Platelets can become activated in response to changes in flow-induced shear; however, the underlying molecular mechanisms are not clearly understood. Here we present new techniques for experimentally measuring the flow-induced shear rate experienced by platelets prior to adhering to a thrombus. We examined the dynamics of blood flow around experimentally grown thrombus geometries using a novel combination of experimental (ex vivo) and numerical (in silico) methodologies. Using a microcapillary system, platelet aggregate formation was analysed at elevated shear rates in the presence of coagulation inhibitors, where thrombus formation is predominantly platelet-dependent. These approaches permit the resolution and quantification of thrombus parameters at the scale of individual platelets (2 μm) in order to quantify real time thrombus development. Using our new techniques we can correlate the shear rate experienced by platelets with the extent of platelet adhesion and aggregation. The techniques presented offer the unique capacity to determine the flow properties for a temporally evolving thrombus field in real time.
Citation: Pinar IP, Arthur JF, Andrews RK, Gardiner EE, Ryan K, Carberry J (2015) Methods to Determine the Lagrangian Shear Experienced by Platelets during Thrombus Growth. PLoS ONE 10(12): e0144860. https://doi.org/10.1371/journal.pone.0144860
Editor: Marco Falasca, Queen Mary University of London, Blizard Institute, UNITED KINGDOM
Received: July 27, 2015; Accepted: November 23, 2015; Published: December 14, 2015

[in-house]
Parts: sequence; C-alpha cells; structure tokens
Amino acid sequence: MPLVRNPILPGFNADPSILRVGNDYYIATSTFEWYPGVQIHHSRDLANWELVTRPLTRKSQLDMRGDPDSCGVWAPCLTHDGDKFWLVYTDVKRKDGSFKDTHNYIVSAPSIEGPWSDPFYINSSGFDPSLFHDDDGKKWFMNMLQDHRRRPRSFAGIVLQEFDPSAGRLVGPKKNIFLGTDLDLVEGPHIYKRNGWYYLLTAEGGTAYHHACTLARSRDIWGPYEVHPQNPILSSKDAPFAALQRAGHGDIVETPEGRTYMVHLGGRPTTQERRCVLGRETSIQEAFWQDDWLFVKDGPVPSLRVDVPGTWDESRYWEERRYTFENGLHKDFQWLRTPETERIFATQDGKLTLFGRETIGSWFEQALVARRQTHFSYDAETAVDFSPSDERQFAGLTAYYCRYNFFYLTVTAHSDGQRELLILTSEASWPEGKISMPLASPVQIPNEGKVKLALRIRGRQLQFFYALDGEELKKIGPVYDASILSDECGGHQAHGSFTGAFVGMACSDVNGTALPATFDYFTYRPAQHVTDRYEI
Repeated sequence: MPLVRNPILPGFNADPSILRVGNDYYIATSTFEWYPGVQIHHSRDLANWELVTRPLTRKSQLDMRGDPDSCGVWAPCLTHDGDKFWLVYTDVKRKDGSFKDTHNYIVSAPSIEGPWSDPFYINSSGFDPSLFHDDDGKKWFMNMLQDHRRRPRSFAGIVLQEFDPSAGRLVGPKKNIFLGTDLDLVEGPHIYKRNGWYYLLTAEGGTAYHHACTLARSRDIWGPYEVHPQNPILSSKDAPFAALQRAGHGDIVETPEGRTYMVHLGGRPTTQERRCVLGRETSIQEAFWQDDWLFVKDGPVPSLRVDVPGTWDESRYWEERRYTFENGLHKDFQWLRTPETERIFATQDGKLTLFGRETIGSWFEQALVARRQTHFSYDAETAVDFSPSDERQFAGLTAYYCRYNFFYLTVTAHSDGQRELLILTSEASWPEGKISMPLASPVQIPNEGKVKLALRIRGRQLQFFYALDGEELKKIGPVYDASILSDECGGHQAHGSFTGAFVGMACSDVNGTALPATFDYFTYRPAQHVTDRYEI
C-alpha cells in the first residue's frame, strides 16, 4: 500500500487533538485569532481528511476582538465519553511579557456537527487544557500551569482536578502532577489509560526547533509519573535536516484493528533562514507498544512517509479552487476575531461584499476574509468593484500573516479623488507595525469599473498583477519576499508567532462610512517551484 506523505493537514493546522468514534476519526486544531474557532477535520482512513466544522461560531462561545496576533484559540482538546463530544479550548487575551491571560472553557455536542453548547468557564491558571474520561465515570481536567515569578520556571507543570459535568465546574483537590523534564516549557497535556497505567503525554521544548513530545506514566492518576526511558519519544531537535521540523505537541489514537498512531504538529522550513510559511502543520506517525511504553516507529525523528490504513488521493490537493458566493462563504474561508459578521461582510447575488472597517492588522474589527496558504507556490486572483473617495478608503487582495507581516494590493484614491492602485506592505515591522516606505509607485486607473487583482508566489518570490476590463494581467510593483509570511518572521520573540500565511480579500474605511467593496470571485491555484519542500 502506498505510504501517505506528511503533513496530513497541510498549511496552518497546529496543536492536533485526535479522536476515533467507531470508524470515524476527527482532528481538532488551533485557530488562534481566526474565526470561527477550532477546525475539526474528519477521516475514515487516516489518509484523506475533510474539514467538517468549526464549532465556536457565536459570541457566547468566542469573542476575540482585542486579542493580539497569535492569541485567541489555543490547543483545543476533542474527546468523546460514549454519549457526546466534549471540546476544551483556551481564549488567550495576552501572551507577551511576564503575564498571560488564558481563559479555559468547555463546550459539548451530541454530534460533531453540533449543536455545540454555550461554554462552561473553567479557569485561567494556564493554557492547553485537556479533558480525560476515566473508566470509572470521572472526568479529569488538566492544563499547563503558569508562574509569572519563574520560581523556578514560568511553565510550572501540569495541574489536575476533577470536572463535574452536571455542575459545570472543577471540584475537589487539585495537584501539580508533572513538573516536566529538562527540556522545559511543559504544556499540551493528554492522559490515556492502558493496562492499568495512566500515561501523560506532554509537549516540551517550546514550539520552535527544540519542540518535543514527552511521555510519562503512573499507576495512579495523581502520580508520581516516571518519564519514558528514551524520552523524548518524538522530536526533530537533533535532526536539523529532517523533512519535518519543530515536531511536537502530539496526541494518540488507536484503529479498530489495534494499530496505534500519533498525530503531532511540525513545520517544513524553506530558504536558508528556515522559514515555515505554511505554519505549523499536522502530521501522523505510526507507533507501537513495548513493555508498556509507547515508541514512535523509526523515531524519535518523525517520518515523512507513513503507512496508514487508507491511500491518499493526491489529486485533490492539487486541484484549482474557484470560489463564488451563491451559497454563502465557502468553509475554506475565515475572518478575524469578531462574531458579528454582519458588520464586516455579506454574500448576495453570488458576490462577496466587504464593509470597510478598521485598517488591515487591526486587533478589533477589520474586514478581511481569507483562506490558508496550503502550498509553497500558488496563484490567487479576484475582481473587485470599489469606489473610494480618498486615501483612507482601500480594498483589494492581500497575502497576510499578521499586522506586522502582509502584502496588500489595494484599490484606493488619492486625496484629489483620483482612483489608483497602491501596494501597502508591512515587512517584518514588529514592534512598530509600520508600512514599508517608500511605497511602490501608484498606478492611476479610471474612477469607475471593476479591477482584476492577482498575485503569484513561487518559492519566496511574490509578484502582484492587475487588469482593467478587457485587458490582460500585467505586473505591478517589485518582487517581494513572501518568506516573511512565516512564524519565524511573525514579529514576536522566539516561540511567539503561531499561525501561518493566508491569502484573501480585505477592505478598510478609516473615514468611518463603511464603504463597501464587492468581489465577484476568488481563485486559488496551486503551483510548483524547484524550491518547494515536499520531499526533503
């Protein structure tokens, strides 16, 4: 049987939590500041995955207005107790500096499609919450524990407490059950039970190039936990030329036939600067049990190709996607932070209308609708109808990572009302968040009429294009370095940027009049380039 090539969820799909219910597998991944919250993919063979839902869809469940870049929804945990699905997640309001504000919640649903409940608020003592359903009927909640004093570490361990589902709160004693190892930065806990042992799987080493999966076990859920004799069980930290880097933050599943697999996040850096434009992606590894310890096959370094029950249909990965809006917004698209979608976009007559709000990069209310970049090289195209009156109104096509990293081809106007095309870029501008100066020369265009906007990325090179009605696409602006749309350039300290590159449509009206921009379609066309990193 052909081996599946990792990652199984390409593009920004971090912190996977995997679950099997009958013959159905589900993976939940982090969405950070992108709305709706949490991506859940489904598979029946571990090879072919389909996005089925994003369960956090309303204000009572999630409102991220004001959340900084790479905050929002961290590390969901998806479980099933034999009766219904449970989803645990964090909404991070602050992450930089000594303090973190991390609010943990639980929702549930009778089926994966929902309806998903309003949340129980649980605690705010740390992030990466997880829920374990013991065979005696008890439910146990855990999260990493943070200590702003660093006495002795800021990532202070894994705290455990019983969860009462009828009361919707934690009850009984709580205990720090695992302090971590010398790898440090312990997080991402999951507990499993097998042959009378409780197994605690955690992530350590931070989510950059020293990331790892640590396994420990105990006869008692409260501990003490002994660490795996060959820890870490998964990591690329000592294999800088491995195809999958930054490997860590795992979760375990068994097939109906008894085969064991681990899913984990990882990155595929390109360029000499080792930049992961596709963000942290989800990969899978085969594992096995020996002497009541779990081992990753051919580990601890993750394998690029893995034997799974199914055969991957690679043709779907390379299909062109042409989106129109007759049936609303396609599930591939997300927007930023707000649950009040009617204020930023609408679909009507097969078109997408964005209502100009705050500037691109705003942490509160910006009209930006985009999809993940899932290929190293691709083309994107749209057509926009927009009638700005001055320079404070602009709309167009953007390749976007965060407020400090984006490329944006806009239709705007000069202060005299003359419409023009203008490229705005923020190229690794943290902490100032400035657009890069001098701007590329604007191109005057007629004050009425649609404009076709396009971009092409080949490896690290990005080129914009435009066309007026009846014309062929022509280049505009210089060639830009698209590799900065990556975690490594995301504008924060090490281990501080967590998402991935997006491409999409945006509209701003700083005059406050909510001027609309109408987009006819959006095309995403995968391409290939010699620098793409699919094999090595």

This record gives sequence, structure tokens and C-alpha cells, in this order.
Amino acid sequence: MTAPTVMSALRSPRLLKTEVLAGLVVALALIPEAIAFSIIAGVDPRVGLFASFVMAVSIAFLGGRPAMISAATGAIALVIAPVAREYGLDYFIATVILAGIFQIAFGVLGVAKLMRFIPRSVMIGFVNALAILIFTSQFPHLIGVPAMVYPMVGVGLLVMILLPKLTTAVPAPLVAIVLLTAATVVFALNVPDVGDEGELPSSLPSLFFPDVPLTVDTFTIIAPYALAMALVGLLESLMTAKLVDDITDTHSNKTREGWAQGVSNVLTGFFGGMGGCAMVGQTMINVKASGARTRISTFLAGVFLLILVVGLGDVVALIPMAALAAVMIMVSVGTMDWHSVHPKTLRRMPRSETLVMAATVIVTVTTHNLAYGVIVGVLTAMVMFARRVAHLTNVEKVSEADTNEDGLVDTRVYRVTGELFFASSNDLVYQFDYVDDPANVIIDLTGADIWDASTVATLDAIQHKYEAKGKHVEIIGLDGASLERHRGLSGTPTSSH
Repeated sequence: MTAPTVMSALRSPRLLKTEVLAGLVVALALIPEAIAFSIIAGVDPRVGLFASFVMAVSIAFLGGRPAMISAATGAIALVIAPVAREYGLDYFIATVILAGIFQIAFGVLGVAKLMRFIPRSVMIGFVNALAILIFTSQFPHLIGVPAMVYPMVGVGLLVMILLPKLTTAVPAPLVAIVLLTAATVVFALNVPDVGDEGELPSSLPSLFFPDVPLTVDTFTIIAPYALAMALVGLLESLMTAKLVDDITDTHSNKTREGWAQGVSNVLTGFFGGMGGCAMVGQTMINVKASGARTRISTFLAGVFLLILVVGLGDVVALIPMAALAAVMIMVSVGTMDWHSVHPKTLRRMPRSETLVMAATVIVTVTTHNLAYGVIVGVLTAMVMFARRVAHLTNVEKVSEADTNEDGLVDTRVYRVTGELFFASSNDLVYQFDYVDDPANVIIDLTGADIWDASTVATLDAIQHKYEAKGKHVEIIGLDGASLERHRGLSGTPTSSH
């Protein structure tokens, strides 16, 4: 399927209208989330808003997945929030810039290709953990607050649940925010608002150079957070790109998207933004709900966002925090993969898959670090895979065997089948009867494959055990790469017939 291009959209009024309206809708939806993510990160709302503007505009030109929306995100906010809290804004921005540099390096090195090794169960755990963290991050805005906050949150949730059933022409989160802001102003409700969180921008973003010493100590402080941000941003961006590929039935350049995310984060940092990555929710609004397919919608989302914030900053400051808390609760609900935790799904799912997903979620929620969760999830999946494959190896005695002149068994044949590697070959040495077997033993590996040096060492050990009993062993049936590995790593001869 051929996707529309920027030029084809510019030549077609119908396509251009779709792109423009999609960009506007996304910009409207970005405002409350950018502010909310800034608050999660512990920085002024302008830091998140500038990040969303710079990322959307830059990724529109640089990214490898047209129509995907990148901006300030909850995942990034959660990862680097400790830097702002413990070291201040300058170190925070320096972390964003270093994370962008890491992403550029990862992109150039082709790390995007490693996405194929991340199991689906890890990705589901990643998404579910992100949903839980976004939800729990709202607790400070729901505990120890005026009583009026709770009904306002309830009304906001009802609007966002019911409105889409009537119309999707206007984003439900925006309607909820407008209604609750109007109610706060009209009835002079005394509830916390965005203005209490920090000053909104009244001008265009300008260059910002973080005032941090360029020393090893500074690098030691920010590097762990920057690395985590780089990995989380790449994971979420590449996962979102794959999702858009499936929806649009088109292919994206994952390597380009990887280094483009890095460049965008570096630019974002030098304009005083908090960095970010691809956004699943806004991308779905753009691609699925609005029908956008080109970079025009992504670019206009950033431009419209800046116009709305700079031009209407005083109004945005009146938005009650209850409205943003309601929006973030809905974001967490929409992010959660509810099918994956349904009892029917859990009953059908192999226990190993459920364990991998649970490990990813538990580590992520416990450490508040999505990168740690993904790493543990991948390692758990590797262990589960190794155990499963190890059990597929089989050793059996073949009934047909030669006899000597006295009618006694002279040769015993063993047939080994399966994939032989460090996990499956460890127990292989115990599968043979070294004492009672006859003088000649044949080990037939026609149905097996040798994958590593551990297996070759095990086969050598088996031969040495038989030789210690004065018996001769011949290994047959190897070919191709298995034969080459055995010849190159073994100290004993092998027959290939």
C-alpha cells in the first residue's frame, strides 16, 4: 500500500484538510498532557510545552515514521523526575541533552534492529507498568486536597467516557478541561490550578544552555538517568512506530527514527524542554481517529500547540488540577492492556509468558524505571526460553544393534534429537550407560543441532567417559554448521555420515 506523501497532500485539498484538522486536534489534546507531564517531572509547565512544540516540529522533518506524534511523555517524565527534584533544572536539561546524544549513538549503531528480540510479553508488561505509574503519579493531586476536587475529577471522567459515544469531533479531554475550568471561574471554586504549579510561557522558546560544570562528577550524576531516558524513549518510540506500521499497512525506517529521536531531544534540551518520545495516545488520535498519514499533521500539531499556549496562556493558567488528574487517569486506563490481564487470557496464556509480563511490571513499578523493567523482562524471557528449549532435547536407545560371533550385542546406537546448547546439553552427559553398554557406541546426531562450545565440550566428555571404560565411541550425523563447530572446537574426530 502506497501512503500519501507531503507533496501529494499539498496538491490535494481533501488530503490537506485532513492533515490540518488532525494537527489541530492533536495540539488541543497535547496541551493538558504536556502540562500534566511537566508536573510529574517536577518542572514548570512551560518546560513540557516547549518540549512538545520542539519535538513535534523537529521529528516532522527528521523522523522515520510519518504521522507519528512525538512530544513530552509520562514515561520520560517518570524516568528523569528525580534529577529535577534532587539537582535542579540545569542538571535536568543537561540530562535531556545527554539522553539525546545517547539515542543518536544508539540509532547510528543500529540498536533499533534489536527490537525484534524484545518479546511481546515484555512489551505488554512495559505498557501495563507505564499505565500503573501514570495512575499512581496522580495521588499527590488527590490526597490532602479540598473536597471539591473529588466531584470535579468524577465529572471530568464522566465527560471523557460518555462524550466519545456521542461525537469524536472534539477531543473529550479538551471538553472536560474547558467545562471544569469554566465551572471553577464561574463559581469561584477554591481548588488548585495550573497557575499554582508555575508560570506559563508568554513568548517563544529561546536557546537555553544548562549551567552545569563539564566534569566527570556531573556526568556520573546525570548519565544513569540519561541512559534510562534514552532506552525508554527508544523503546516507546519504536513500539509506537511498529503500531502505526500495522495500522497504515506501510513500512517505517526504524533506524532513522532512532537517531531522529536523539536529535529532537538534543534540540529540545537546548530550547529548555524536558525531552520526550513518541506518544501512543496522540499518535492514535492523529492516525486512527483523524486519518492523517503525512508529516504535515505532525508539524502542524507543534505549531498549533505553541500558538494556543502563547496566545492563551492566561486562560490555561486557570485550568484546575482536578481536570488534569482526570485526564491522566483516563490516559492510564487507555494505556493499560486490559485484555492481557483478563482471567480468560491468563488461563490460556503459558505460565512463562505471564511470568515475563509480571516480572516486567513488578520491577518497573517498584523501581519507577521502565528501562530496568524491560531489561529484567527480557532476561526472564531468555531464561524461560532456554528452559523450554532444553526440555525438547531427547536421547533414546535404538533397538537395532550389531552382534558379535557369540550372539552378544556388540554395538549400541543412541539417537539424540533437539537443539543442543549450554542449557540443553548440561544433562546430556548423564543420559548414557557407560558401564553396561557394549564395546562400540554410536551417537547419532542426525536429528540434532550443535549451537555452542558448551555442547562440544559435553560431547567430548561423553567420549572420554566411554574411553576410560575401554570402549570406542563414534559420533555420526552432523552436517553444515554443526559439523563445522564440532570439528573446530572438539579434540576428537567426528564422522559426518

Copyright: © 2015 Pinar et al. This is an open access article distributed under the terms of the Creative Commons Attribution License, which permits unrestricted use, distribution, and reproduction in any medium, provided the original author and source are credited
Data Availability: All relevant data are within the paper and its Supporting Information files.
Funding: This research was supported by the National Health and Medical Research Council of Australia, the National Heart Foundation of Australia, the Victorian Life Sciences Computation Initiative (VLSCI) (grant VR0023 using the Peak Computing Facility at the University of Melbourne, an initiative of the Victorian Government, Australia) and by the Multi-modal Australian ScienceS Imaging and Visualisation Environment (MASSIVE) (www.massive.org.au) (grant MONASH024).
Competing interests: The authors have declared that no competing interests exist.
Platelets are small anucleate blood cells that are crucial in preventing major blood loss due to injury, with the capacity to rapidly adhere and aggregate on the blood vessel wall in flowing blood (thrombus formation). The variable forces that platelets are exposed to in the bloodstream critically impact on platelet function. Significant improvements towards anti-platelet therapies have been hindered by incomplete knowledge of the underlying biological and biomechanical mechanisms driving platelet adhesion and aggregation into consolidated thrombi. For a long time the focus in this field has been on blocking the ligand-receptor interactions or activation pathways that mediate platelet aggregation and thrombus formation . Consequently, anti-platelet therapeutics increase bleeding risk. Understanding how platelet activation is modulated by exposure to elevated shear rate is imperative for the design of new reagents that potentially curb, rather than block, platelet function pathways. Given that cardiovascular diseases involve thrombus formation in regions of high and disturbed shear rate, reagents that target platelet function under these conditions are required.